Follow us on: Facebook Twitter YouTube

Ask Your PCA: What’s the best strategy for winter ACP control?

Sponsored by
Issue Date: January 27, 2021
Chris Boisseranc, PCA, Southwest Ag Consulting Inc., Redlands
Chris Boisseranc, PCA, Southwest Ag Consulting Inc., Redlands

Asian citrus psyllid, or ACP, is the vector for the bacterium that causes huanglongbing or citrus greening. Several pest districts have formed in California to manage the ACP; they do coordinated applications for the psyllid that include nutrition, frost protection with materials like copper, and a pyrethroid to control ACP. A winter application knocks down the populations and minimizes movement of the disease.

The idea is to get the best knockdown of the pest in one concentric treatment, and an overwintering treatment gives growers the best bang for their buck. This is because ACP doesn't thrive in the cooler weather.

This approach has worked well for the last decade. Oftentimes, the ACP isn't seen until June or July from a treatment in December or early January.

Southern California is inundated with ACP compared to the Central Valley. If the psyllid is found there, there is an immediate attempt to eradicate the pest. However, in the last decade, ACP is getting into Kern County more frequently—but it's still minimal compared to the populations in the urban areas of Southern California.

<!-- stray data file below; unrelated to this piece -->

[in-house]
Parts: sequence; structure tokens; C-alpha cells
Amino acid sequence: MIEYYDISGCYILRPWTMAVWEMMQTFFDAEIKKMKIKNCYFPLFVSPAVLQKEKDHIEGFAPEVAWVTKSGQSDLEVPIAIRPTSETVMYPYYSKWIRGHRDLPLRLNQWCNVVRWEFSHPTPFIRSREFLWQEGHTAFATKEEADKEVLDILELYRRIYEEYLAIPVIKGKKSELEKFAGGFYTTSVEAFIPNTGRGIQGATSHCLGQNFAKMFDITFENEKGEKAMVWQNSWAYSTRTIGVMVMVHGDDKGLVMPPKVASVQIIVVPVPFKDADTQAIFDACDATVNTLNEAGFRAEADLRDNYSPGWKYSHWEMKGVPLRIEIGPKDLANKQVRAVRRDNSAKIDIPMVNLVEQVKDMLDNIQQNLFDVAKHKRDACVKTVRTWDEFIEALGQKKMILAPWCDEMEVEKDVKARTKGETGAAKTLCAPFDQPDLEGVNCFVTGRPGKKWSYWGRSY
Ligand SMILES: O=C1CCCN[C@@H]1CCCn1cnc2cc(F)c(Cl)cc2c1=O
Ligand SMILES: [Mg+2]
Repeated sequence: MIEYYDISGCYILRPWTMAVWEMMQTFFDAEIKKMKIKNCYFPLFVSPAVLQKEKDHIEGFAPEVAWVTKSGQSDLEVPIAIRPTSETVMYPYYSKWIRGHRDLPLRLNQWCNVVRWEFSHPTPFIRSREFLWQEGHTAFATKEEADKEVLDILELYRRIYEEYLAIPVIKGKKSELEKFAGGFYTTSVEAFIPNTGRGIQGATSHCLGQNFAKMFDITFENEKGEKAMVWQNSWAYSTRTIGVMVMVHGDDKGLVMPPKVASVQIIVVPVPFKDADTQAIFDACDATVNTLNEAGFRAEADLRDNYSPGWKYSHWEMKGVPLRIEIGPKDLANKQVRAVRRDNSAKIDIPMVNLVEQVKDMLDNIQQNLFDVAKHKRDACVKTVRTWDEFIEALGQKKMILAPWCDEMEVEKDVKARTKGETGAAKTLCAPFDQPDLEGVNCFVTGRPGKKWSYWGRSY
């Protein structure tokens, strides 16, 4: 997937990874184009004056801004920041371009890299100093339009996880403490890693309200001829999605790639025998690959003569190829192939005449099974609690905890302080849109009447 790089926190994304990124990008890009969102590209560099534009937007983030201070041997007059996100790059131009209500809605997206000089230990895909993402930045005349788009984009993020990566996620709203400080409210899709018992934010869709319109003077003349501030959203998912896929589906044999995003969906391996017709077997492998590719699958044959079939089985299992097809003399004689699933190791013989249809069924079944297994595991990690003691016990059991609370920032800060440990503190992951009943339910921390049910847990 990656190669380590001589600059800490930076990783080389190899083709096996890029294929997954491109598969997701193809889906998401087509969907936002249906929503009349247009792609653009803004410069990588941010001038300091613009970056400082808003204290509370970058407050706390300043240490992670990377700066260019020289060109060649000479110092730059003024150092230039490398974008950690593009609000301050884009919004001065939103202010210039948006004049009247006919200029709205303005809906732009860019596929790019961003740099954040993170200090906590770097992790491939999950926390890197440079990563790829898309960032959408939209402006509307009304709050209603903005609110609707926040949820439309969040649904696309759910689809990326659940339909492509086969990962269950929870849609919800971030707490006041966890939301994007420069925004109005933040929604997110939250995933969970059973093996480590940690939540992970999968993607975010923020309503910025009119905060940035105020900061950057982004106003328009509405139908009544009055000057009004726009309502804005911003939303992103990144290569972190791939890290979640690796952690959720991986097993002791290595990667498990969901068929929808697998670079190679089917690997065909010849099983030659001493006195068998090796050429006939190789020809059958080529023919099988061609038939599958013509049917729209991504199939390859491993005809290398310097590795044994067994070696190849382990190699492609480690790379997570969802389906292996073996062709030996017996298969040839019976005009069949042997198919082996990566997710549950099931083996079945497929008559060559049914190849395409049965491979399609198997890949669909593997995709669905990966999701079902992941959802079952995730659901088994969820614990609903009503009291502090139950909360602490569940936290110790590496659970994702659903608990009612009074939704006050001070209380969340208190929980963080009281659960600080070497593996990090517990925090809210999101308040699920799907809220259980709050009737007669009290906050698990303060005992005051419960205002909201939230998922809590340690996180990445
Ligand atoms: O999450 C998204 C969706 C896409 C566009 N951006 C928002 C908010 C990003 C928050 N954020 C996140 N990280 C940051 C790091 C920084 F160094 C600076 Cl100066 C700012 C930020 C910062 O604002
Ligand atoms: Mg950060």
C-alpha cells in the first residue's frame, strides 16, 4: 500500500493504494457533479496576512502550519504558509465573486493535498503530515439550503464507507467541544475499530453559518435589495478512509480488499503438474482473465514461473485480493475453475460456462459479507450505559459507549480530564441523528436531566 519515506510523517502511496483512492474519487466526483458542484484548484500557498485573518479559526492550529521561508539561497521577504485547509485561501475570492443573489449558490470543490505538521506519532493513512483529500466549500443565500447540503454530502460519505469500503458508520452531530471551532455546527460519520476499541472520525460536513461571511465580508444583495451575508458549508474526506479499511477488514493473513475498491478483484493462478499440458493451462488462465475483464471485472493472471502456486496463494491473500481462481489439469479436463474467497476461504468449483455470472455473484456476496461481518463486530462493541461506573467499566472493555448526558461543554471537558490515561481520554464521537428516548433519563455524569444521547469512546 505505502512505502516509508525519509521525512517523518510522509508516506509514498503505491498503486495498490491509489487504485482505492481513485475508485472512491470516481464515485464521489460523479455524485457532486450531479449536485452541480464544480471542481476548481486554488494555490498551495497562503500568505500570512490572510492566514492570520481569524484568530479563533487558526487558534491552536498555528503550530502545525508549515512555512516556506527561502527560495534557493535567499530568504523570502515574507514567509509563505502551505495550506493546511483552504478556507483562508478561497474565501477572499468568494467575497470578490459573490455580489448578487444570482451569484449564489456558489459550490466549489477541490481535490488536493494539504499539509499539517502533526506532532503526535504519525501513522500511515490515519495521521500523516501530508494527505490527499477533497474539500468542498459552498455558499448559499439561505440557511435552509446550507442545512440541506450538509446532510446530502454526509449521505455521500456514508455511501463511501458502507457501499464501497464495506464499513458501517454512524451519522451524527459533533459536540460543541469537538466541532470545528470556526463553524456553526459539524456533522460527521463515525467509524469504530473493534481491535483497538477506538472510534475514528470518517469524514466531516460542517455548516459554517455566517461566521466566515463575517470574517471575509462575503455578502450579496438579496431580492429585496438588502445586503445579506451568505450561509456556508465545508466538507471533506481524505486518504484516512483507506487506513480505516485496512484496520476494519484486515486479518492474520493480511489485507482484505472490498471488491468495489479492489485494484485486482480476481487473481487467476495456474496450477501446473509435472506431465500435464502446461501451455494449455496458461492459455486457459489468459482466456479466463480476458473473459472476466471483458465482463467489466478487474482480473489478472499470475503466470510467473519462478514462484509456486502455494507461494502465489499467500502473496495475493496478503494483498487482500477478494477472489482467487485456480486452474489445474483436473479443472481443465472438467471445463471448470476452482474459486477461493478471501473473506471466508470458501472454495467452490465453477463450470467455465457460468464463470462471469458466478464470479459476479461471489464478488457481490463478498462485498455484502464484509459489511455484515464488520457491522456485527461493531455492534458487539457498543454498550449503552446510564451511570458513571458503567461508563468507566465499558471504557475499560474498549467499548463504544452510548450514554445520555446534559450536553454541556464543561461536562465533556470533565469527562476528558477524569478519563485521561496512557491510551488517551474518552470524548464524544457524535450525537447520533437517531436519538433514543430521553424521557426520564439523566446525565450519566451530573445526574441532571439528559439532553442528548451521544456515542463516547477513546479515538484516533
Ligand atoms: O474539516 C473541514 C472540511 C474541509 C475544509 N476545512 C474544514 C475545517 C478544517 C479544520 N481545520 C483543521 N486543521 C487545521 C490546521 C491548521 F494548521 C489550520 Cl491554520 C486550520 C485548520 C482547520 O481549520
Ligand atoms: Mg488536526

Controlling the psyllid appears to be slowing the spread of the disease. In more tropical climates, HLB disease thrives and damages citrus groves very rapidly. In the last 10-15 years, Florida has seen more than 70% losses. To date, HLB has not been found in any commercial groves in California.

It's unknown what variables encourage HLB, but something in the tropical climate seems to contribute to a more rapid buildup and decline of the trees.

Even so, California growers should remain vigilant. The best advice is to maintain the status quo: insecticides to keep ACP numbers as low as possible to prevent the disease from moving.

Permission for use is granted, however, credit must be made to the California Farm Bureau Federation when reprinting this item.

Special Reports



Special Issues

Special Sections